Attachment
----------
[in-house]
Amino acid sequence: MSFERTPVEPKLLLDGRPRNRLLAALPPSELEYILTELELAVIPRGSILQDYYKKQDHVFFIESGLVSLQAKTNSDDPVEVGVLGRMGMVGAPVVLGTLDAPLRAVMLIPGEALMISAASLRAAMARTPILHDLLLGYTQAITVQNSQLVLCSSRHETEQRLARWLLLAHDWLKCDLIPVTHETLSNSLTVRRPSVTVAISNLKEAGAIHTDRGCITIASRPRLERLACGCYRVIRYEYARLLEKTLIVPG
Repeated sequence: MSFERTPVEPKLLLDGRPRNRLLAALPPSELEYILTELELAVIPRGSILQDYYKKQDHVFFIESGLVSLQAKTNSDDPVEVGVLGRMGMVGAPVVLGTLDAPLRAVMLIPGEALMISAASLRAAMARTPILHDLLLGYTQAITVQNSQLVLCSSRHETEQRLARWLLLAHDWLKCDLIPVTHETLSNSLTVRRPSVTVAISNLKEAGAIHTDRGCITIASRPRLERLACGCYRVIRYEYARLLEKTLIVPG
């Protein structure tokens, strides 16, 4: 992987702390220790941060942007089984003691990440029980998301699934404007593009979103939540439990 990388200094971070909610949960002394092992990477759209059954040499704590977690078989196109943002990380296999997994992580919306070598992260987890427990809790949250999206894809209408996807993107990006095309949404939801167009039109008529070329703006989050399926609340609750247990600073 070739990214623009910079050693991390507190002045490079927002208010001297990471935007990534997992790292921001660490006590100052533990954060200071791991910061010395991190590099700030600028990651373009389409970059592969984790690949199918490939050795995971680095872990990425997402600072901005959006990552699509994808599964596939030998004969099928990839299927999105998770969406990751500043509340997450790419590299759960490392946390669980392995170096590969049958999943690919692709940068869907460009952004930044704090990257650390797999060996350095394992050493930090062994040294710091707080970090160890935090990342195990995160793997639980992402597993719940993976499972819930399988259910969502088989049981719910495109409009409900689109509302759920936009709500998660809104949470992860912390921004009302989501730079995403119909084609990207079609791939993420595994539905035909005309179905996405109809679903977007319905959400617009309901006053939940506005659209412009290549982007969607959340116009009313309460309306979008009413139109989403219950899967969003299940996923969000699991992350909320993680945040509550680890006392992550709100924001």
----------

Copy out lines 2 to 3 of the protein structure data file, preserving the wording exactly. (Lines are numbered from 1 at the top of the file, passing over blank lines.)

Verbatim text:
Amino acid sequence: MSFERTPVEPKLLLDGRPRNRLLAALPPSELEYILTELELAVIPRGSILQDYYKKQDHVFFIESGLVSLQAKTNSDDPVEVGVLGRMGMVGAPVVLGTLDAPLRAVMLIPGEALMISAASLRAAMARTPILHDLLLGYTQAITVQNSQLVLCSSRHETEQRLARWLLLAHDWLKCDLIPVTHETLSNSLTVRRPSVTVAISNLKEAGAIHTDRGCITIASRPRLERLACGCYRVIRYEYARLLEKTLIVPG
Repeated sequence: MSFERTPVEPKLLLDGRPRNRLLAALPPSELEYILTELELAVIPRGSILQDYYKKQDHVFFIESGLVSLQAKTNSDDPVEVGVLGRMGMVGAPVVLGTLDAPLRAVMLIPGEALMISAASLRAAMARTPILHDLLLGYTQAITVQNSQLVLCSSRHETEQRLARWLLLAHDWLKCDLIPVTHETLSNSLTVRRPSVTVAISNLKEAGAIHTDRGCITIASRPRLERLACGCYRVIRYEYARLLEKTLIVPG